At one point, Crusoe uses his scarce ink to take stock of his predicament, drawing up a balance-sheet of comforts and miseries. He is a lone castaway (a debit), but he is alive (a credit). The island is uninhabited (a debit), but it is not barren (a credit). He has no defences (a debit) but the island has no obvious predators (a credit). No companion survived the wreck (a debit), but provisions could be salvaged from it (a credit).

The choice of reference points when bootstrapping is not always obvious. On each line of his balance sheet, Crusoe entertains alternatives. His shipwrecked isolation represents a grievous loss, but it counts as a gain from an alternative scenario in which he drowned or washed up on a more perilous shore.

Takeaway: keep a balanced perspective, just because things are tough, don’t fall for a victim’s mentality as the default. Bootstrapping is really about bootstrapping yourself mentally and physically, so check in on your own well-being to secure a sense of balance and achievement – looking after the founder mindset demands this. 

3. Survive until you thrive. After Crusoe abandons the wrecked ship, it drifts closer to shore, allowing him to return to it and strip it bare. He survives on the island through a combination of common sense, determination, and ingenuity.

When things go wrong and your startup veers off the rails, bootstrappers do whatever it takes to survive. They work around the clock to fix what went wrong, they find the resources to solve a seemingly intractable problem, they prioritise finding a solution.

The number of balls entrepreneurs have in the air can overwhelm. They have to figure out a way to grow their business with limited funds, simultaneously manage staff, customer relationships, product roadmap etc. They have to create processes that work.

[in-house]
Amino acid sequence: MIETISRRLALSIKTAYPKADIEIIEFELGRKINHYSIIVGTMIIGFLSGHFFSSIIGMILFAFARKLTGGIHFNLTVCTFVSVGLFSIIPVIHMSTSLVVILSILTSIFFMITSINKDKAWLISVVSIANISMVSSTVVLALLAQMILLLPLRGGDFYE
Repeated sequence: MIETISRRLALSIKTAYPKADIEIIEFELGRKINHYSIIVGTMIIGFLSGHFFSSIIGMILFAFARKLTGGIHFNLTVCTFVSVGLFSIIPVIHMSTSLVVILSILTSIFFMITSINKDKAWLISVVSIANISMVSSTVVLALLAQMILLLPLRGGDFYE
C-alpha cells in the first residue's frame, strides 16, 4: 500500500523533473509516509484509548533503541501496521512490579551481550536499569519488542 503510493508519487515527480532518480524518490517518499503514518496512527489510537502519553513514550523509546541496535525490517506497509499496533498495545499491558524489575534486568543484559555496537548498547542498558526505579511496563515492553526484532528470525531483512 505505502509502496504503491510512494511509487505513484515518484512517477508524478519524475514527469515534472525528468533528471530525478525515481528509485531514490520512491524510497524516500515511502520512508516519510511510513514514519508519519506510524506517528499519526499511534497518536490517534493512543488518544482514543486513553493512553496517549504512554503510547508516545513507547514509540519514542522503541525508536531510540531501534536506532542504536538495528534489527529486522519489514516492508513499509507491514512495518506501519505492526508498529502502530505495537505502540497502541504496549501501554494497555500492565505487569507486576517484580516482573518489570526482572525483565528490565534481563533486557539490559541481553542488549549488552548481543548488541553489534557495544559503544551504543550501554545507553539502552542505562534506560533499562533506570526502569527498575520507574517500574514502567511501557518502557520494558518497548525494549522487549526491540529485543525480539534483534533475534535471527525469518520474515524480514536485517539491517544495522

Takeaway: Founders, like Crusoe, are often pulled in ten directions at one time, which saps them of their energy. Unlike Crusoe, most founders also have a family to support which requires dedicated time and emotion. Focus on surviving, focus on building your team and customers. Like Crusoe, focus on what you can control and where you have an impact. Build your Minimum Viable Startup.

4. Pivot to be thrifty. When in survival mode, self-starting founders figure out, very quickly, what works and what doesn’t work and then pivot. Successful bootstrappers are master pivoters. They learn how to shift gears, change direction, and alter the path they take in order to keep moving forward towards their goal and navigate around barriers.

Success (however you like to define it) does not come in a straight line. There’s a great quote from John Lennon that captures the essence of a bootstrapper’s determination: Everything will be alright in the end, and if it is not alright, it is not the end.

Pivoting means being thrifty, using your resources optimally. Gathering up whatever you can and thinking about how to preserve it is essential when you’re bootstrapping. Crusoe takes pains to furnish himself with many things I foresaw would be very necessary to me.

Takeaway: Making rapid but considered decisions is vital to founders when resources are limited and stretched. Always have your north star and OKRs held high in your mind to guide and pull back any wayward thinking.

5. Be resilient. Crusoe’s resilience comes through time and again. In one instance, finding supplies on the recently wrecked ship but without a boat to transport them onshore, he exclaimed must joy always be followed by bitterness? He bounces back as it is in vain to sit still to wait for what’s not to be had? He improvises and works with what he has to improve his situation.